Possible office park for Downton Scranton on former coal colliery site:
$1M granted for city office park
BY DAVID FALCHEK
Feds helping turn ‘sow’s ear into silk purse’ in West Side
A bid to bring white-collar jobs to a former colliery site received a million-dollar boost from the federal government Monday.
The Economic Development Administration contributed $1 million for the Mount Pleasant Corporate Center, a Scranton Lackawanna Industrial Building Co. project that calls for a 23-acre office park near downtown Scranton.
“This mine wasteland is at the entrance of our city,” said Austin Burke, president of the Greater Scranton Chamber of Commerce. “We are going to turn this sow’s ear into a silk purse.”
The office park will be situated between Linden Street and the McDade Expressway. Developers envision up to three glass and concrete office buildings rising from the current slag heaps. The park could accommodate about 1,000 employees.
However, the site will be expensive to develop — more than $4.5 million to clear and level, build roads and extend utilities. A sizable chunk of that is $1.1 million to widen and improve West Linden Street and Providence Road, said chamber vice president Andrew Skrip.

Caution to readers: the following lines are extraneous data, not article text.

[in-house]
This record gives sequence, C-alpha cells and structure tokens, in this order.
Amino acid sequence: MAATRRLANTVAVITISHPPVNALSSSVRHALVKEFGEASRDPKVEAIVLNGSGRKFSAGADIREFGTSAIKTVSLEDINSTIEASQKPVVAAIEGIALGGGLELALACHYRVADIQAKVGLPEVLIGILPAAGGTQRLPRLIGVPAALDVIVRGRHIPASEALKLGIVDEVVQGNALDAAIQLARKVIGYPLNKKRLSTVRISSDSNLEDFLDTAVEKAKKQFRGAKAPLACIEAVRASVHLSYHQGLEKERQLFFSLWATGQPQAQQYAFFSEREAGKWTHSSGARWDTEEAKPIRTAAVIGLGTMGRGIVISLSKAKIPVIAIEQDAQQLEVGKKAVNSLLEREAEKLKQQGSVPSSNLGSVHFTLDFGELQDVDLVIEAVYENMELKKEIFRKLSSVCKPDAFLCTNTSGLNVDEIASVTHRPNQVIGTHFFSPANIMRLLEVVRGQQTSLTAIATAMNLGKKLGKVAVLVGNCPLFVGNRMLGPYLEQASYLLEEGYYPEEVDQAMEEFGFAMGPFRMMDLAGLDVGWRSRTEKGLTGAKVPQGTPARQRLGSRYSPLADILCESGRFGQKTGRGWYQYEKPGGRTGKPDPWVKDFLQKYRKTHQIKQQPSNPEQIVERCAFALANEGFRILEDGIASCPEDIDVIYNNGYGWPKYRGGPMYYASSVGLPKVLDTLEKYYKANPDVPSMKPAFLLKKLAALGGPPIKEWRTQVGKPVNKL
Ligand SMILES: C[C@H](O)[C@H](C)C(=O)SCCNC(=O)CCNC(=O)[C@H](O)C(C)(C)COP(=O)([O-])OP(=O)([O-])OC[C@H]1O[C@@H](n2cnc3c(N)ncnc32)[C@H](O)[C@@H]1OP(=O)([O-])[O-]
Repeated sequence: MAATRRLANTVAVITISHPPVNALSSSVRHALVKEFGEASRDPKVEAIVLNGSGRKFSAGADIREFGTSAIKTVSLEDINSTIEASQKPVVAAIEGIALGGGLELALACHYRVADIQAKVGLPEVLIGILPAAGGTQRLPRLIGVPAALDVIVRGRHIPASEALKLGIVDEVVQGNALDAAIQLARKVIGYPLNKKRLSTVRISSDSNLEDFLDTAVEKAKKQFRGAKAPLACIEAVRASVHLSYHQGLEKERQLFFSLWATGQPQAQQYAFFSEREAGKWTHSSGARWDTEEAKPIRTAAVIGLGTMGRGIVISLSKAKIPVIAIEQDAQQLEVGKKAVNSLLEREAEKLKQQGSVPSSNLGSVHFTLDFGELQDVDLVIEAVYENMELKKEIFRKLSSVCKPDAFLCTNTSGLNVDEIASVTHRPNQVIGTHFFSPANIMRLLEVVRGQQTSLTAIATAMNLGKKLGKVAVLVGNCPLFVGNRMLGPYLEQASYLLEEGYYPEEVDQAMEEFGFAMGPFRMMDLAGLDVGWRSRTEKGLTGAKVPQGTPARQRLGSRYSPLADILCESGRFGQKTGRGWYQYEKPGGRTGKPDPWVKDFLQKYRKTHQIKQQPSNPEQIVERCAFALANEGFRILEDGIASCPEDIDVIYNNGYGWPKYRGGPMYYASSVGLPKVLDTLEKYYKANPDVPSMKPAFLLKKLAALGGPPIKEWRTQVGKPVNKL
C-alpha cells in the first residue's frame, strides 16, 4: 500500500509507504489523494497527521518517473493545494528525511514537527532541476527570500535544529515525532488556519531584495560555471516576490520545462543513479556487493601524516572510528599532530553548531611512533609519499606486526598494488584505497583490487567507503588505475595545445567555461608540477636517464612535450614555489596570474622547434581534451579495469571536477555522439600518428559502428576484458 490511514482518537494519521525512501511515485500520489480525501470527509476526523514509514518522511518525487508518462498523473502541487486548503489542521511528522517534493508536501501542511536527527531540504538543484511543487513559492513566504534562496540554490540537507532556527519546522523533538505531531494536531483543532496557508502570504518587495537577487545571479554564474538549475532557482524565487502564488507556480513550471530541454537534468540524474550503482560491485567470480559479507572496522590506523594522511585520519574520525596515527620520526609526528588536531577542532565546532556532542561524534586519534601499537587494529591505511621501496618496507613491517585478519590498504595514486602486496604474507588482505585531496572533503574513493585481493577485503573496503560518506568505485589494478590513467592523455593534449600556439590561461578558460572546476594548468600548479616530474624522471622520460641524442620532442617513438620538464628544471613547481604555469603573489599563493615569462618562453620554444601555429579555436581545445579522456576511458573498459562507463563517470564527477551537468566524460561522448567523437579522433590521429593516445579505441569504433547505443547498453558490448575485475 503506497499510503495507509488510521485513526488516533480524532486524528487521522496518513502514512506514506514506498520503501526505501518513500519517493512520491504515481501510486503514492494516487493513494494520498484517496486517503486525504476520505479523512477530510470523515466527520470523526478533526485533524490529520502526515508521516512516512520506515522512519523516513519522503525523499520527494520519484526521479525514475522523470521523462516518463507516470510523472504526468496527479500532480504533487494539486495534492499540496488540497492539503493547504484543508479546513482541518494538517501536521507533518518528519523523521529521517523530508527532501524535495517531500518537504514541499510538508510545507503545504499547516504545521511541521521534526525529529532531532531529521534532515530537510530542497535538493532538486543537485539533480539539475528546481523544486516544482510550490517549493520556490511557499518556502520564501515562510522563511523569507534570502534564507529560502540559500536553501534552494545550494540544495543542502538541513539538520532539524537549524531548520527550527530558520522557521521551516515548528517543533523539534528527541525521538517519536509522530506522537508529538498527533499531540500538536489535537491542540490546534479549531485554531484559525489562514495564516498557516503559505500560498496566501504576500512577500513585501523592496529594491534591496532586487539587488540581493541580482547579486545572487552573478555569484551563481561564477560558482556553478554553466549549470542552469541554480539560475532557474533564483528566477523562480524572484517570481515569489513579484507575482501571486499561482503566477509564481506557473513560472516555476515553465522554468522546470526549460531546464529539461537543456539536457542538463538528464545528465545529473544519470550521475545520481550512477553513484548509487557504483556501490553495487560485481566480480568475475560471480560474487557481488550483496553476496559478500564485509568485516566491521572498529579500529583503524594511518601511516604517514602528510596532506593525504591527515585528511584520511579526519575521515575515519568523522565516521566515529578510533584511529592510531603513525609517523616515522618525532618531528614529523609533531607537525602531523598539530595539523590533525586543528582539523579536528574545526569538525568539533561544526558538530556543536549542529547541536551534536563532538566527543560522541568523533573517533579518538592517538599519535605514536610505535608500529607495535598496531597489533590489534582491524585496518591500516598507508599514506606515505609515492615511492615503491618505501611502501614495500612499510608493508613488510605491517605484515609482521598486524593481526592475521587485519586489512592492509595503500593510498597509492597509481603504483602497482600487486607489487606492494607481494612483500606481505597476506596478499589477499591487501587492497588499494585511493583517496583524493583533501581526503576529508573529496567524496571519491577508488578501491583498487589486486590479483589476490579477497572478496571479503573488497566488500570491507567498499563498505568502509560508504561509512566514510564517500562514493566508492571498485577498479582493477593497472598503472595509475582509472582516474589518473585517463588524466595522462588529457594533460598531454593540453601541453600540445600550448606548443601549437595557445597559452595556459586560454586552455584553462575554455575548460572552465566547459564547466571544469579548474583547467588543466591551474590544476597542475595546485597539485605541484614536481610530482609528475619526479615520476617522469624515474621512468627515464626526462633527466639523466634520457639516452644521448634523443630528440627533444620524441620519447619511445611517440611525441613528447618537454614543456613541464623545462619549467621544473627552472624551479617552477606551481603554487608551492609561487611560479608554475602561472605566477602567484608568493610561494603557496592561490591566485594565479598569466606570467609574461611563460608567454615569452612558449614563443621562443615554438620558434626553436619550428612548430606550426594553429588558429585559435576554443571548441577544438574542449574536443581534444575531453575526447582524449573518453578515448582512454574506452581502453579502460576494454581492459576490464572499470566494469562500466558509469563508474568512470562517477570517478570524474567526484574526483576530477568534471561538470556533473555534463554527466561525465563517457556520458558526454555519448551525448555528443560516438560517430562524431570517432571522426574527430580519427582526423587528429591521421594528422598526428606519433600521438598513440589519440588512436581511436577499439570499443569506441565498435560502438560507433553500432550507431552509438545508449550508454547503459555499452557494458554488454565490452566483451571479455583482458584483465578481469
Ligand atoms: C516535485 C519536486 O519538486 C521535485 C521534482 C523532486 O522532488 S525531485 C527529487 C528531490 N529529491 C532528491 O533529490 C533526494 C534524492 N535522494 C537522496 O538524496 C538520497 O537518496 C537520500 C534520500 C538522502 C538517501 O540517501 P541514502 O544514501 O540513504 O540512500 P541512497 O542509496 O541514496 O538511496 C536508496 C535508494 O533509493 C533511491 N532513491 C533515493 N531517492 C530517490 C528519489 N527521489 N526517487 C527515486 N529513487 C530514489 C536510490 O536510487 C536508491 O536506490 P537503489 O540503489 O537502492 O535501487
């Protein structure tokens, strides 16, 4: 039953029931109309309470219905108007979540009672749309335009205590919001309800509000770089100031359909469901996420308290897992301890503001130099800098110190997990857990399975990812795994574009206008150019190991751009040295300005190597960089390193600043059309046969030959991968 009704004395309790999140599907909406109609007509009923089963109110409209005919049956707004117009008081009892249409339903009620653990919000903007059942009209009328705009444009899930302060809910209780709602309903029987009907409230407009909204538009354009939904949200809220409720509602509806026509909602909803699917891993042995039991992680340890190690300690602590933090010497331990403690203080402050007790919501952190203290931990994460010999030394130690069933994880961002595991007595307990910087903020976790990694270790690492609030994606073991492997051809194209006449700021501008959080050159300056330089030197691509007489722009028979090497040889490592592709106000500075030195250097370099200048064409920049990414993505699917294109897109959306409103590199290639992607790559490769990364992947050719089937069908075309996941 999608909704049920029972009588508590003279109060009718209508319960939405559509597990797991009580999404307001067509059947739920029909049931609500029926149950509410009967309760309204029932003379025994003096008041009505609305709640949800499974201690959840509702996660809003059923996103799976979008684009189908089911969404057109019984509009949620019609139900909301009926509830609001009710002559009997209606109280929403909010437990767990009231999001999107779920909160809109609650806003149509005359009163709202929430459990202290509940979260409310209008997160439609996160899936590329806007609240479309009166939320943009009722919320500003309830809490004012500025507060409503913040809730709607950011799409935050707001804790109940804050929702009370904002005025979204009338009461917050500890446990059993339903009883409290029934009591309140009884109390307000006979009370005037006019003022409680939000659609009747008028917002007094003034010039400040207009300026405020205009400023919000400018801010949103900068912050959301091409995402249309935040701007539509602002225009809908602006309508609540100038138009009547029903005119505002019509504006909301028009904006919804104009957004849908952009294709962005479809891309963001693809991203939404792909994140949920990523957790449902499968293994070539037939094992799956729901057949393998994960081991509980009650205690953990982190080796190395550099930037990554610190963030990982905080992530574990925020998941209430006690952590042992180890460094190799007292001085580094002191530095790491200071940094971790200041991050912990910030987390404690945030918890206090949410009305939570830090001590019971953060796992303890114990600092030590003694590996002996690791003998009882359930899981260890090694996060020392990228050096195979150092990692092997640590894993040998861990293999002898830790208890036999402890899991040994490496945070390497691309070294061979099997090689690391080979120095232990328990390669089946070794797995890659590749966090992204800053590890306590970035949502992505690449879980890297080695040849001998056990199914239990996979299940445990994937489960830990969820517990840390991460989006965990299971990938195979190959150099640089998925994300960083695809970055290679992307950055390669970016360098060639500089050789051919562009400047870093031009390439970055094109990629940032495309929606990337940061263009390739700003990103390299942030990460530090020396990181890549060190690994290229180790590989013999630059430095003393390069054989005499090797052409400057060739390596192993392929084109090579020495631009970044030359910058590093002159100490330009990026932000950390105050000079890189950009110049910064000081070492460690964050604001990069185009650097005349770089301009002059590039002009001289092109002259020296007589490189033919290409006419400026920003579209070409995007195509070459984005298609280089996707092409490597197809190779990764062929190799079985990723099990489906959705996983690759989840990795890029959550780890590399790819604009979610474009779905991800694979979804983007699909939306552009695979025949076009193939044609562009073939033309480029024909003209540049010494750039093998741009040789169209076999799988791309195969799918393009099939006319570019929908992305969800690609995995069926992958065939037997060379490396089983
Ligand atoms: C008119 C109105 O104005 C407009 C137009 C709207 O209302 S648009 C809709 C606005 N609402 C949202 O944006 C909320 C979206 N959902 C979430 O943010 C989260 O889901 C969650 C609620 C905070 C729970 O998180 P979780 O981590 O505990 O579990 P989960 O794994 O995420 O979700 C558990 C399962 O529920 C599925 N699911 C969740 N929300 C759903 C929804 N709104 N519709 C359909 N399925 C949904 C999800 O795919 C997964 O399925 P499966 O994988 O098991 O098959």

Keystone Block & Supply Co., currently at the site, will move after selling the property to SLIBCO, which expects to begin work in March.
Once the sites are ready, lots will be sold to private developers or companies who want to build on them. The majority of the site is in a Keystone Opportunity Zone, which extends several state and local tax exemptions to the developers through 2010.
The transformation of the former Mount Pleasant and Diamond Coal breaker site is as symbolic as it is economic, another step toward distancing the region from its anthracite past and moving toward a white-collar, technology economy.
“Companies always ask where they can go, and this will give us a place to put them,” Mayor Chris Doherty said. “Once we have it, we can go out and sell it.”
SLIBCO, the Chamber’s development arm, already has some money in the bank. The state has contributed $2 million in grants and $2 million in low-interest loans.
U.S. Rep. Paul Kanjorski, D-Nanticoke, was on hand for Monday’s grant announcement.
“You put your money on the winner,” he said. “In my district, no one’s been winning as much as Scranton has.”
EDA has contributed to city projects in the past, including the Scranton Enterprise Center and the renovation of the former Globe Store.
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